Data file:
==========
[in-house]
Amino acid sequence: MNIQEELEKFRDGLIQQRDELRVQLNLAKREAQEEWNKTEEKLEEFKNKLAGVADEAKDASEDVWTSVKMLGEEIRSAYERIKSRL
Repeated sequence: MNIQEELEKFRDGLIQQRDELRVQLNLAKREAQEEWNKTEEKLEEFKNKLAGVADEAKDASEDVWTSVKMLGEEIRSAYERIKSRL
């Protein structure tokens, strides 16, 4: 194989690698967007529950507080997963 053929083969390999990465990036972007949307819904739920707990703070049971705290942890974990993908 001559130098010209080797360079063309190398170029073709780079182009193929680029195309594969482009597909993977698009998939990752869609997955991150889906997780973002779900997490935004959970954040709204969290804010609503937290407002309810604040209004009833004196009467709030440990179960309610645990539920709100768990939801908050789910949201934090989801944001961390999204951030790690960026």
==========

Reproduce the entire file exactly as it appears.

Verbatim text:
[in-house]
Amino acid sequence: MNIQEELEKFRDGLIQQRDELRVQLNLAKREAQEEWNKTEEKLEEFKNKLAGVADEAKDASEDVWTSVKMLGEEIRSAYERIKSRL
Repeated sequence: MNIQEELEKFRDGLIQQRDELRVQLNLAKREAQEEWNKTEEKLEEFKNKLAGVADEAKDASEDVWTSVKMLGEEIRSAYERIKSRL
């Protein structure tokens, strides 16, 4: 194989690698967007529950507080997963 053929083969390999990465990036972007949307819904739920707990703070049971705290942890974990993908 001559130098010209080797360079063309190398170029073709780079182009193929680029195309594969482009597909993977698009998939990752869609997955991150889906997780973002779900997490935004959970954040709204969290804010609503937290407002309810604040209004009833004196009467709030440990179960309610645990539920709100768990939801908050789910949201934090989801944001961390999204951030790690960026």